Bill, Lou, and I were ecstatic to hear the news.  What a victory!  Having been reminded that hospitals are no place for a boy to grow and knowing that soon he’ll be confined to his room, I took him out for a walk. “Are you excited to be in remission?!” I asked Ky, as we lay in the grass outside the hospital, just the two of us, soaking up the sunshine.  He looked up at the trees, then over at me, “If I get too excited, they’ll find bad news to give me, Mama.”  Bittersweet…more bitter than sweet.

He’s spent the last two days as sick as I’ve seen anyone.  I spoon-fed him eight and a half bites of applesauce yesterday, but that was all he ate.  He has enough fluids going into him now to keep him hydrated and going, but for a mama who thrives on making sure people are fed, and hopefully then happy, this is a fresh layer of hell.  The more he sleeps, the less he’ll remember, his oncologist told me yesterday.  The current issue is that this mama doesn’t seem to sleep…and she’s going to remember.  Every.  Last.  Detail.  And while I’m glad he’s sleeping, the stillness of my never-still-boy is hard to watch.  He has a pounding headache that is made worse by the amount of retching he’s doing.  He refused so many medications that would have helped him during the first round of chemo, but this time – he’s not.  He can’t.  It’s a bittersweet surrender…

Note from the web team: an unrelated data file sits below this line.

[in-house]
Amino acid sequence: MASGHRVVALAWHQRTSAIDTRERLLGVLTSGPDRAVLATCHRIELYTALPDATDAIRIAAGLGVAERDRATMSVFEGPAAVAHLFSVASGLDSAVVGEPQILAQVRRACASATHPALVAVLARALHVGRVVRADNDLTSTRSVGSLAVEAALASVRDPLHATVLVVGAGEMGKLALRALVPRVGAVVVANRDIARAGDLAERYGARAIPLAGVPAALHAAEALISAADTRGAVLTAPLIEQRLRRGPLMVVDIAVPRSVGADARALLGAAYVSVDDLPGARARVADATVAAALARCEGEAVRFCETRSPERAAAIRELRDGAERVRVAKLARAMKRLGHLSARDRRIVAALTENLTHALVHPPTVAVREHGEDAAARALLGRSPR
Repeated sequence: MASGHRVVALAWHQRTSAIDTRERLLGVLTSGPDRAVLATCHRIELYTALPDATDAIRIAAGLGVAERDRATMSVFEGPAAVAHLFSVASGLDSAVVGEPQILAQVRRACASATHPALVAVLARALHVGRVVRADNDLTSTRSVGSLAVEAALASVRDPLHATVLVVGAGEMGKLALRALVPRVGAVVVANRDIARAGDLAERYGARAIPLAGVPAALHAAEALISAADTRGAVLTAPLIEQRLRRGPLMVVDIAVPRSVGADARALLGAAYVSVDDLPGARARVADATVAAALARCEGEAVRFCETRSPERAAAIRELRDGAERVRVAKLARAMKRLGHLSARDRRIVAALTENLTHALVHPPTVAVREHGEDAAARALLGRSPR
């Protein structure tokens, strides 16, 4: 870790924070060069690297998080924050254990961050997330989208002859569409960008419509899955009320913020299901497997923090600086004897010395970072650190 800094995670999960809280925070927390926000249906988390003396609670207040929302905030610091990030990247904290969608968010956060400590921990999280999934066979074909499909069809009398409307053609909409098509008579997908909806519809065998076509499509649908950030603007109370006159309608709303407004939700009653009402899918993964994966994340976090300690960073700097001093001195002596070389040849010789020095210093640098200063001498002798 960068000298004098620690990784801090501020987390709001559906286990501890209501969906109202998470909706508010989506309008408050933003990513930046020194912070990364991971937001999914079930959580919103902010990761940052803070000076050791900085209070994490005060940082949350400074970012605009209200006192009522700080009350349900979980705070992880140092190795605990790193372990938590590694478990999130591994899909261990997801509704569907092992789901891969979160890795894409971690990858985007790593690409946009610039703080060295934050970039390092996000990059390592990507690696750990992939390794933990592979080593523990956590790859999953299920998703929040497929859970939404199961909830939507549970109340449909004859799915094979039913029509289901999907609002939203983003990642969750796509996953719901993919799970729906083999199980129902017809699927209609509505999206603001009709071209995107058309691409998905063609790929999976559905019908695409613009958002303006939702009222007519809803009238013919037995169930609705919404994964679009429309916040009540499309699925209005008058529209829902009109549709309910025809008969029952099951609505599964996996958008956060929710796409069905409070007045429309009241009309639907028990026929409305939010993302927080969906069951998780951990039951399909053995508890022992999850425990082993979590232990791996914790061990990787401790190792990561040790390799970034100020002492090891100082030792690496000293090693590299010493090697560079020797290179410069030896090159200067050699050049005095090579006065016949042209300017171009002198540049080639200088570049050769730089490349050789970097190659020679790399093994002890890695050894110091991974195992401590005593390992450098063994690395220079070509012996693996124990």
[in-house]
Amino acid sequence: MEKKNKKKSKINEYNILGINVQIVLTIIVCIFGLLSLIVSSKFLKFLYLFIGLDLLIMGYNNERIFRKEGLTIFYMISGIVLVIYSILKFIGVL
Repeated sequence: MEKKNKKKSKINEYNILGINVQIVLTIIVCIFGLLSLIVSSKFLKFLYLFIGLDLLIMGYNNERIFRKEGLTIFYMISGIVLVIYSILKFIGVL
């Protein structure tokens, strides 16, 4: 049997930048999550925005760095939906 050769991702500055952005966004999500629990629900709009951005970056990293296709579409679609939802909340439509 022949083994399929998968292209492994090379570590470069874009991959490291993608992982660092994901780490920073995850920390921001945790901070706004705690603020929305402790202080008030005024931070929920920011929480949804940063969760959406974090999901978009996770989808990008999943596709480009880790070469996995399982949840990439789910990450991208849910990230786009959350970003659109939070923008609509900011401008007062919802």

The Grass is Greener…